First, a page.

We can safely say that John Danks and the White Sox have agreed to a contract extension. We apparently can say that it's up to five years and $65 million.
All other aspects of the contract remain unclear, which leaves too many open-ended questions to bother trying to make a definitive statement regarding this extension's worth or sense. But the questions themselves are worth throwing out there.
What don't we know?
While the deal is being reported as five years and $65 million, we don't know how that money is structured, nor whether there is an option year (or years), which changes the shape of the deal considerably. A straight five-year deal would be very uncharacteristic for Jerry Reinsdorf, as well as for pitchers signing a deal before their final year of arbitration.
What are the White Sox doing?
Like every move the White Sox have made thus far, it doesn't really point to a clear-cut direction, which leaves Kenny Williams open to criticism, since it's almost Christmas and all. Ever since he said the White Sox are rebuilding in the wake of the Sergio Santos trade, his actions haven't followed suit. It doesn't seem like the front office can agree on a plan, which doesn't inspire confidence.
But I don't think this deal changes any direction, aside from the pitcher the Sox might want to trade. Perhaps the potential return for Danks grew weaker and weaker by the week, and since the market demanded pitchers with years of team control, Williams decided that he would get the most value for Danks by keeping him in the fold. That's not unfathomable. Every team needs pitchers, and Danks is only 26.
But with Danks locked in, it could raise the possibility of another pitcher being dealt -- Gavin Floyd is the most obvious one. Since he has one more year left on his deal, his contract seems to be more to the market's liking.
Or maybe nobody will be traded.
What's not to like?
Danks is coming off his worst season since his rookie year. He went 8-12 with a 4.33 ERA, beginning and ending his season in miserable fashion. Plus, he went to the DL for the first time in his career due to a strained rib cage. It wasn't his best work in any way, and yet here he gets a five-year, $65 million extension. It doesn't feel like Williams is buying low, and the Sox are starving for value.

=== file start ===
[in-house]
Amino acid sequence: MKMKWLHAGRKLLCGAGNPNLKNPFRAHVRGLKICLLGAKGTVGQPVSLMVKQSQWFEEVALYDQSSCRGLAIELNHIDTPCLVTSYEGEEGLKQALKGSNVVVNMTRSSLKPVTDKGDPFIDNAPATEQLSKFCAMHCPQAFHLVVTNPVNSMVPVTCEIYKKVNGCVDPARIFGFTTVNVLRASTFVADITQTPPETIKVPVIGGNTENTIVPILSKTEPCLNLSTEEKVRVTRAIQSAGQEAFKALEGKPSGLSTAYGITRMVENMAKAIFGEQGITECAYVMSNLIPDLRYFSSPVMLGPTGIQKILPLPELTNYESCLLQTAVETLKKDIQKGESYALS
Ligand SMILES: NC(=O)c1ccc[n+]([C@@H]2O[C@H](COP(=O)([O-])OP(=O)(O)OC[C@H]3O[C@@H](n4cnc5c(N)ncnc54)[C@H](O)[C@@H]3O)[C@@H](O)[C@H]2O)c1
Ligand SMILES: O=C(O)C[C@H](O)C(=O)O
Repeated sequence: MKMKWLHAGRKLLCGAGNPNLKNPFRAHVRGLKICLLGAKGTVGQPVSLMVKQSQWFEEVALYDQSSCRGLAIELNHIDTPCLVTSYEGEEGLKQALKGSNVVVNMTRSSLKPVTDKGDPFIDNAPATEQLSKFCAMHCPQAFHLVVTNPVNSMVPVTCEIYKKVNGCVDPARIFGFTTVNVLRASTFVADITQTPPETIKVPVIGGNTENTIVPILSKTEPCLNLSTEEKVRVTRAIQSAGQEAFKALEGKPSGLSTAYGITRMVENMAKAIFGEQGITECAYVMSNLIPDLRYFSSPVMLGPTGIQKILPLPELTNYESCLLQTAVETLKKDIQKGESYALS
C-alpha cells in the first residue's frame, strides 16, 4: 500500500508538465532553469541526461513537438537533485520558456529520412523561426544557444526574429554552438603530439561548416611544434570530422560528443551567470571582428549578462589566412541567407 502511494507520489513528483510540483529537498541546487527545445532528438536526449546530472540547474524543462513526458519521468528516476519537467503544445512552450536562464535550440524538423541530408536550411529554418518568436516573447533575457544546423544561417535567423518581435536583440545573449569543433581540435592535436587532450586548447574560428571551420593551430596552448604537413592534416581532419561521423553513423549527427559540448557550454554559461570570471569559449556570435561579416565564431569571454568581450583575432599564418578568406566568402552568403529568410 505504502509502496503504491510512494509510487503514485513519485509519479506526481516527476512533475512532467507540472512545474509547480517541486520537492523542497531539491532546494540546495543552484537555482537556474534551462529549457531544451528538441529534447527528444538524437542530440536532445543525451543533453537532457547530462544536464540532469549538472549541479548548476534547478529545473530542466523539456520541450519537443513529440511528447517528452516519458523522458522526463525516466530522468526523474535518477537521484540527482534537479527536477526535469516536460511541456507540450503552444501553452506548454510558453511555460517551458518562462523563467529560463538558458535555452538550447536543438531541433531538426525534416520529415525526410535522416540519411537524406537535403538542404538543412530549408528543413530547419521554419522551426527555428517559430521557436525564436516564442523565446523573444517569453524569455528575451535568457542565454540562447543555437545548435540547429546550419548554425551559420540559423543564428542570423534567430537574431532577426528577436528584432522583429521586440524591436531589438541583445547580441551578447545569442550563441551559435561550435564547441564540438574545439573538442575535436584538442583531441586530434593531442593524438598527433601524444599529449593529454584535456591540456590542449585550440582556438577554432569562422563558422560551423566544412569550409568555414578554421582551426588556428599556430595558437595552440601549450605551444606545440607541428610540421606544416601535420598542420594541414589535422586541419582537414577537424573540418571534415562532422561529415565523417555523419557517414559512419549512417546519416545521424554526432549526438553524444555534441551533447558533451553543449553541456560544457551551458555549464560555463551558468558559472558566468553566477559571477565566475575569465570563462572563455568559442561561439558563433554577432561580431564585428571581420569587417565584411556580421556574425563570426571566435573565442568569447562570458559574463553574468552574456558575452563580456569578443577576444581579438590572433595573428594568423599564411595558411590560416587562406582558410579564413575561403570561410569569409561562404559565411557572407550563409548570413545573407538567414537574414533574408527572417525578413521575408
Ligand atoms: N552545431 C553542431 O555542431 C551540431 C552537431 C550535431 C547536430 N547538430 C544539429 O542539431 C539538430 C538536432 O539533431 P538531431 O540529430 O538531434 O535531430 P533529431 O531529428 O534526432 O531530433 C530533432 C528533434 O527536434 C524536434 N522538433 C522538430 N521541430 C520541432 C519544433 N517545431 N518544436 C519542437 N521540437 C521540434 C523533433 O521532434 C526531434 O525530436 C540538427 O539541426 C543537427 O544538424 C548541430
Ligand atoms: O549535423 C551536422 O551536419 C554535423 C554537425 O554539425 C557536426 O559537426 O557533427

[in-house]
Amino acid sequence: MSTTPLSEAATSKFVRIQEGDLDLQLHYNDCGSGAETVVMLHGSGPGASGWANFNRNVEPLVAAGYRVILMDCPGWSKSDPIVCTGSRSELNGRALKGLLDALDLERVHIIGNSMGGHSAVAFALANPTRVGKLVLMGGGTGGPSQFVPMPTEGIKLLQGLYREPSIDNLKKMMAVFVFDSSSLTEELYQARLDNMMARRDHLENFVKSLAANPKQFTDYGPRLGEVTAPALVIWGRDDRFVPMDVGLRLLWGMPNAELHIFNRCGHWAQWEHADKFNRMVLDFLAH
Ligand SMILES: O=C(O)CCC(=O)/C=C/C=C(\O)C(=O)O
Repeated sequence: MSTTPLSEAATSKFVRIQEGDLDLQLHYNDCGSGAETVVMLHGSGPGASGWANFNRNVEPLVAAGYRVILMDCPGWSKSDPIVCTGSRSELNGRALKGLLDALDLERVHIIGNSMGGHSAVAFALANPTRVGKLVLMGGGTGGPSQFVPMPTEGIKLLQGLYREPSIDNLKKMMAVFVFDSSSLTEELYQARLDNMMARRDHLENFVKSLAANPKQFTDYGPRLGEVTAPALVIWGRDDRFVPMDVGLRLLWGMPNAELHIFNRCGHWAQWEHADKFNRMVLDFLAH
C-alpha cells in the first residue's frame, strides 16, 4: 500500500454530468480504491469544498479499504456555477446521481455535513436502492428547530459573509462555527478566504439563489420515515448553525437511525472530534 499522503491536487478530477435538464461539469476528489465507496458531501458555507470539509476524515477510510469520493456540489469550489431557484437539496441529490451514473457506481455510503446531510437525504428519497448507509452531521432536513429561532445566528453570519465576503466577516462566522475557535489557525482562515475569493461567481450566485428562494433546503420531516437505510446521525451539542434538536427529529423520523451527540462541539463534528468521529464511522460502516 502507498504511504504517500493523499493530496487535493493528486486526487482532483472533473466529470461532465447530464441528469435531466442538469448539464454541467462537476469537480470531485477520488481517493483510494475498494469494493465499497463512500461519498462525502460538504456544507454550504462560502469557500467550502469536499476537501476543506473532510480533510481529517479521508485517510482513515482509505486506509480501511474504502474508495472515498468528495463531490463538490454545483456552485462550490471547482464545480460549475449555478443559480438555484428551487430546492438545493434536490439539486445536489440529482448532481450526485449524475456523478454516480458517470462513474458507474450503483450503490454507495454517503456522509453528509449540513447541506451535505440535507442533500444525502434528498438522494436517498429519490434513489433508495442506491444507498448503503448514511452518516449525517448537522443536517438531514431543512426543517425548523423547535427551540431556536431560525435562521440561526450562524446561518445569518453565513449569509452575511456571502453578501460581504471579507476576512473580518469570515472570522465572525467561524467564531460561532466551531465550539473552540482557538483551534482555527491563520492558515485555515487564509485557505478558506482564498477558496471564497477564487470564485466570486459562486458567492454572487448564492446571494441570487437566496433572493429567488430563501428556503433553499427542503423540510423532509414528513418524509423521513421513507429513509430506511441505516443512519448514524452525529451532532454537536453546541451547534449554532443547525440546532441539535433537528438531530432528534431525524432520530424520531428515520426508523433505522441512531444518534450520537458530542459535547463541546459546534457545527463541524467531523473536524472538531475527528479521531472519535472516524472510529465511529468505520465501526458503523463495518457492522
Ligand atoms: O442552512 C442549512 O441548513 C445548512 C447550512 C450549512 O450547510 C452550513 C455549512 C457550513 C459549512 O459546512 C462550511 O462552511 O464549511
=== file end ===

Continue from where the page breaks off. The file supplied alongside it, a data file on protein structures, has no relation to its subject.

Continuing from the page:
But again, since we don't know how the contract breaks down yet, any value comparison runs the risk of being off. There are some loud voices (Dave Cameron and Keith Law, to name two) who are already writing it off as stupid because it's fun, but Williams doesn't deserve any benefit of the doubt, so that's going to happen.
Is he going to be worth it?
Once again, with the caveat of not knowing how the contract is structured...
If you're feeling charitable, a lot of Danks' struggles in 2011 can be explained away. He started the season with an 0-8 record he didn't deserve, and at the end, he wasn't the only one who looked like he couldn't wait for the season to be over.
In the creamy middle from June to August, he went 6-1 with a 2.03 ERA.
There's nothing in Danks' peripherals that suggests he's a different pitcher from his excellent three-year run from 2008 to 2010. His problems last season were most likely bad luck snowballing into bad pitching. If he shakes it off and returns to his 2008-10 level, he pays for himself. But he shouldn't expect the White Sox to give him much more run support than they did last year, so he has to be better equipped to handle it.
What's this say about the Sox-Danks relationship?
1. Danks' dumping of Scott Boras ended up serving a purpose after all.
2. Don Cooper must not be that awful to work with.
3. The Sox really lost nothing by leaving Jordan Danks off the 40-man roster.
It's hard to make any bolder statements right now, so I'll wait for the specifics. It's a long offseason. There's time.